Dorsett left the Cowboys for Denver Broncos in June 1988 after demanding for an exchange.
Professional Career with Denver Broncos
By 34 years, it was reported that Dorsett could still run forty yards in 4.3 seconds.
When Walter Payton retired the previous year, he had become the career leader in rushing yards among active players.
He appeared in 16 games that season due to injuries, and he was able to lead the team with 703 rushing yards and five touchdowns.
On September 26, 1988, Dorsett moved into second place of the all-time rushing list with 12,306 yards and would finish his career with 12,739 yards, trailing only Walter Payton.
He retired after suffering torn left knee ligaments during training camp the following season.
Tony Dorsett’s Awards and Achievements
During his career, Dorsett rushed for 12,739 yards and made 77 touchdowns in his 12-year career.
On January 3, 1983, while in a game in Minnesota, Dorsett broke a 99-yard touchdown run against the Vikings, the longest run from scrimmage in NFL history.
Then he broke the previous record of 97 yards, set by Andy Uram in 1939 and Bob Gage in 1949.
Dorsett was able to make the Pro Bowl 4 times during his career (1978, 1981–1983).
He rushed for over 1,000 yards in 8 of his first 9 seasons. He was a First-team All-Pro in 1981 and a Second-team All-Pro in 1982 and 1983.
Due to his numerous achievements in football, Dorsett was elected into both the Pro Football Hall of Fame and the College Football Hall of Fame in 1994 and was enshrined in the Texas Stadium Ring of Honor the same year.
In 1999, he was ranked number 53 on The Sporting News’ list of the 100 Greatest Football Players.
He is the first of only two players in history who has won the Heisman Trophy, won the Super Bowl, won the College National Championship, been enshrined in the College Hall of Fame, and been enshrined in the Pro Football Hall Of Fame.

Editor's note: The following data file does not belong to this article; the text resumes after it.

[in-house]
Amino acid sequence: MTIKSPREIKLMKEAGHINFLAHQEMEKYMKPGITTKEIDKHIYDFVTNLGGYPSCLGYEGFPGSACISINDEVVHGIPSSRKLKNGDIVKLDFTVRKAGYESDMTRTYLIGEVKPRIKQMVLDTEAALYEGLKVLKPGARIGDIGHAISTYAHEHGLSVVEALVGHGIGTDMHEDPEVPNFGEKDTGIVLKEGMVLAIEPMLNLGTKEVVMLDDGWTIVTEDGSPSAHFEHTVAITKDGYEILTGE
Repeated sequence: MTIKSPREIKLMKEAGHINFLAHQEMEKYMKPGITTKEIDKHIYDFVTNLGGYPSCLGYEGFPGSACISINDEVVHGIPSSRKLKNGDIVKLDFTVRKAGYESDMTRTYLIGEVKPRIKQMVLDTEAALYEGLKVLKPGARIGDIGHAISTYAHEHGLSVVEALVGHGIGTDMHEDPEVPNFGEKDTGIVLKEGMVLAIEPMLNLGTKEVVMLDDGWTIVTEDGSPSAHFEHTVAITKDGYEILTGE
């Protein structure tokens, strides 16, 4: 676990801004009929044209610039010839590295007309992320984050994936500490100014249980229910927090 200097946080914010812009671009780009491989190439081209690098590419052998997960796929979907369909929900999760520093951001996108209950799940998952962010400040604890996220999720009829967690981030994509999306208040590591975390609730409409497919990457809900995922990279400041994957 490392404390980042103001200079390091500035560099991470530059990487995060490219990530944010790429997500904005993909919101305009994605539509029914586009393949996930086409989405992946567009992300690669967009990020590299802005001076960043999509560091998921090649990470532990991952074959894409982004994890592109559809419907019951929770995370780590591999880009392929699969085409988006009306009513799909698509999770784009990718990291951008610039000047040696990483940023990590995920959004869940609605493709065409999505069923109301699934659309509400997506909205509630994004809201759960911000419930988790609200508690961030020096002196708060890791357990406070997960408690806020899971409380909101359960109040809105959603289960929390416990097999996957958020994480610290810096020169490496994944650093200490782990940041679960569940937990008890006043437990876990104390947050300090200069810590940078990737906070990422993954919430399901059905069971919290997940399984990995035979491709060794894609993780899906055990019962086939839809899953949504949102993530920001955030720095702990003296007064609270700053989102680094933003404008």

The football stadium at Hopewell High School in Aliquippa, Pennsylvania, is named after Dorsett and a street near Heinz Field, the home stadium of the University of Pittsburgh, is named after him.
Tony Dorsett’s Personal life and Marriage
Dorsett has four children who are Anthony (born out of wedlock while he was in his first year at college), Jazmyn, Madison, and Mia (three of them with current wife, Janet).
His son, Anthony, also plays football like his father. He has played high school football at Pearce High School in the Dallas.
In college, Dorsett Jr. played college football at the University of Pittsburgh where he played in forty-two games, starting seventeen.
Dorsett ended his college career with eighty tackles and three interceptions.
He played at the University of Pittsburgh and also played defensive back in the NFL from 1996 to 2003, making Super Bowl appearances with the Tennessee Titans (Super Bowl XXXIV) and Oakland Raiders (Super Bowl XXXVII).
Tony Dorsett’s Charity Work
Dorsett has done a lot to help improve the health of current and former professional athletes through promoting awareness of sleep apnea across the United States.
He has teamed up with prize-winning orthodontic technician David Gergen and the Pro Player Health Alliance to hold free public awareness events in local communities all over the nation.
Dorsett has helped get over an astonishing 150 former players successfully treated for sleep apnea.
Tony Dorsett suffers from chronic traumatic encephalopathy (CTE), a brain disease popular among former football and hockey players.
He had always complained about his memory loss as the primary symptom affecting him.
After a three-year hiatus, Dorsett hosted the Tony Dorsett/McGuire Memorial Celebrity Golf Classic.
The event took place at Allegheny Country Club in Sewickley and Montour Heights Country Club in Moon.
For the event’s first 21 years, Dorsett and his long-time friend Dan Rains to helped to raise more than $10 million for the McGuire Memorial Home, a Brighton Township facility that provides comprehensive services to children and adults with severe mental and physical disabilities.
But since 2014, Dorsett hasn’t been able to attend because he has been dealing with chronic traumatic encephalopathy (CTE).
Without Dorsett, a Pro Football Hall of Fame running back, McGuire’s fundraising event lost some of its lusters the past three years.
But this year, the outing’s 25th anniversary, Dorsett and Rains decided to join forces one more time.
Tony Dorsett’s Salary and Net worth (2018)
Tony Dorsett has a net worth of $5 million. He made his net worth as a running back for Dallas Cowboys and Denver Broncos before retiring from the game in 1989.
The Pittsburgh-born player was selected by Dallas Cowboys for the 1977 NFL Draft, signing a five-year contract, worth $1.1 million – the second highest contract to be signed by a rookie.
With all his records, many touchdowns and rushing records, Tony Dorsett proved to the world that he carried an insane amount of power that could hardly be unrivaled.
He held records for decades without anyone coming close to them. It is evident that his name will live long and he will forever be remembered in American football.